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Thread: battery powered socks

  1. #1

    battery powered socks

    Anyone used battery powered socks to stay warm while hunting or skiing?

  2. #2
    You might get a better response posting this in the Recreation, Sports... Forum where the hunters and skiers hang out.

  3. #3
    Quote Originally Posted by redroc2
    Anyone used battery powered socks to stay warm while hunting or skiing?
    [SIZE=14px]The people I have heard talking about these socks say they keep the feet warm, then hot and then they take the batteries out as they get very hot and starts making their feet sweat. My younger brother was the first to warn me against them...apparently they work. If you don't have feeling in your feet, I would strongly advise never using them.

    Good luck.[/SIZE]


  4. #4
    I would not advise the use of any heating device such as this (or hot pads, hot water bottles, electric blankets, etc. etc.) next to any skin surface where you do not have sensation. I have seen some horrible burns and skin damage in those cases. Better to wear down booties or good thick wool socks and be safe.

    (KLD)

  5. #5
    Senior Member ~Lin's Avatar
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    I have, they didn't really do much, I felt a lot more heat from those air activated single use packs than my battery heated socks. Like KLD said though no heated item is safe to be used where you don't have sensation. My use was winter equestrian activities. Riding and working in a barn year round, including long days of teaching riding lessons.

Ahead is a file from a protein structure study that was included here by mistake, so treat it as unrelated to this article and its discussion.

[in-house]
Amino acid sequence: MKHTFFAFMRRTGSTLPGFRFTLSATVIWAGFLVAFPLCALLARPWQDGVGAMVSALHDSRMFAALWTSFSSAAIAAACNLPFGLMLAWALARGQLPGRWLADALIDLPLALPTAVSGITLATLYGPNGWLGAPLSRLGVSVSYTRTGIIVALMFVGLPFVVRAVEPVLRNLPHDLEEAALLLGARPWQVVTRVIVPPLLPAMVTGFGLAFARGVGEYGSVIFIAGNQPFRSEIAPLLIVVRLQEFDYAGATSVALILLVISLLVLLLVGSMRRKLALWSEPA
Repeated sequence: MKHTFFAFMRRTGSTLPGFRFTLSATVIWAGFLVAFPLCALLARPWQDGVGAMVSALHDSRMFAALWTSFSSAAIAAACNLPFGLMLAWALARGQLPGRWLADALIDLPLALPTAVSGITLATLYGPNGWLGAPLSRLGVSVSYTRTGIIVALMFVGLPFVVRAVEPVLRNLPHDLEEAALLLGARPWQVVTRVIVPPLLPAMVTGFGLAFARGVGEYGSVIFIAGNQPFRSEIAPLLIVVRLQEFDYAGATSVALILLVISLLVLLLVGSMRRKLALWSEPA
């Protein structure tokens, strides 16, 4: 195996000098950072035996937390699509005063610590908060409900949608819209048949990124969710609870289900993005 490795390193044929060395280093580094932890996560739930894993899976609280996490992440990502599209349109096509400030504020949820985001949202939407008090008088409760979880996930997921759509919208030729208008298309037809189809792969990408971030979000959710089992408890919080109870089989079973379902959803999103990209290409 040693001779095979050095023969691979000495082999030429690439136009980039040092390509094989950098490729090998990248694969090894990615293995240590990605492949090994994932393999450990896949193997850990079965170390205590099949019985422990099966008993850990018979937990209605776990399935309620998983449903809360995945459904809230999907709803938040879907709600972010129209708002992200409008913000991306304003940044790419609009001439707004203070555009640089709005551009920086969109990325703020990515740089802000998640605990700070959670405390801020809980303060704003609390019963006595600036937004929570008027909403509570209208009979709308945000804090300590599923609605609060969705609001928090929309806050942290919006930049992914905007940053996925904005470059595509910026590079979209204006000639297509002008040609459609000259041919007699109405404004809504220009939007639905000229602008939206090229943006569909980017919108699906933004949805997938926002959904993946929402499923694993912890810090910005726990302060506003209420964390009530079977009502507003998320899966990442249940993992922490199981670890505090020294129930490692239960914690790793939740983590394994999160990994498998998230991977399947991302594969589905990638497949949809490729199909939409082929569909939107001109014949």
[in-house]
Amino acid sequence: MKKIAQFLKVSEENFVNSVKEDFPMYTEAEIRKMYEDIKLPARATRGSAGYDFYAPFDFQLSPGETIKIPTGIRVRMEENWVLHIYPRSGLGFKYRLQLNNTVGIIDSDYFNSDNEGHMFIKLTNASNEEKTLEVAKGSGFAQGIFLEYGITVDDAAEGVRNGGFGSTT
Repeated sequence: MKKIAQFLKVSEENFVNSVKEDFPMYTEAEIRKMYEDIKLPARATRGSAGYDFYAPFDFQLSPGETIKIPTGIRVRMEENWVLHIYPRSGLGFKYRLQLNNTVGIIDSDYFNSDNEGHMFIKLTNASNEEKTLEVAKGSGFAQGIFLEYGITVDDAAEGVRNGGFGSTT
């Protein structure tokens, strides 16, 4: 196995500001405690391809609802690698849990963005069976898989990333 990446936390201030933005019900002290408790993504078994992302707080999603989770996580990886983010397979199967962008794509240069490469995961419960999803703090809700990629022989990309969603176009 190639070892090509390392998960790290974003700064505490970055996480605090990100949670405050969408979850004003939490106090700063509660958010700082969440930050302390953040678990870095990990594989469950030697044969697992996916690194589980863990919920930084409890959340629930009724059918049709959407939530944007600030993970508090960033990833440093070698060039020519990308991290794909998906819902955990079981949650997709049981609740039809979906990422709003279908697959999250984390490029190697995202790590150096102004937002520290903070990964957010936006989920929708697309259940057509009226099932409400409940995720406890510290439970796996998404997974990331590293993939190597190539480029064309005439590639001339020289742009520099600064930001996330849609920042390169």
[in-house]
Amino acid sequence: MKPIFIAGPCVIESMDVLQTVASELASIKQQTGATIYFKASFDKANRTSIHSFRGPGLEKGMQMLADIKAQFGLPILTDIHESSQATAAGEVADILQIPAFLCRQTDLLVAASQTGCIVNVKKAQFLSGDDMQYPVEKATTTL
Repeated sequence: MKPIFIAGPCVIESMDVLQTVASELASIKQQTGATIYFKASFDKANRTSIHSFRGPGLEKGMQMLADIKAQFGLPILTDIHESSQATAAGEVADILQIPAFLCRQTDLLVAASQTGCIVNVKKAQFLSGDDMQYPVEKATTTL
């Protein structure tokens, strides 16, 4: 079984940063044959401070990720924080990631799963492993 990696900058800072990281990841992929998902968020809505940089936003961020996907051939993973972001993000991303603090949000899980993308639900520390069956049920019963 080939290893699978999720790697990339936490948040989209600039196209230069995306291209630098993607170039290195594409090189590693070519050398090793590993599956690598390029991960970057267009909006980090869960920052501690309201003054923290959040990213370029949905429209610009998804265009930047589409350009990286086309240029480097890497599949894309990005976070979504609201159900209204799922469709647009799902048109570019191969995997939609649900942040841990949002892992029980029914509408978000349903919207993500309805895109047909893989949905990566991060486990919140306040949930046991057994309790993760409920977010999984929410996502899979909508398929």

If you have sensation, I would recommend either the single use toe packs or investing in a quality pair of heated insoles.

  6. #6
    Battery operated soxs have no thermostat and will burn your feet. There are some inserts for ski boots that can be dialed down that could work better.

  7. #7
    I agree. Bad idea if you have no temperature sensation. I had a 2nd degree burn from a heat pack once and have no desire to do that again.

    If you need warmth, get dressed after your body is already warm (after shower, after being under covers, etc) and use layers to [help] hold in the heat. A close-fitting base layer (Under Armour Cold Gear, Patagonia Capeline, or something along those lines) is a good idea.

    Socks: same thing. Use a liner under regular socks.

    Or just deal with getting cold and plan to warm up in the shower later.

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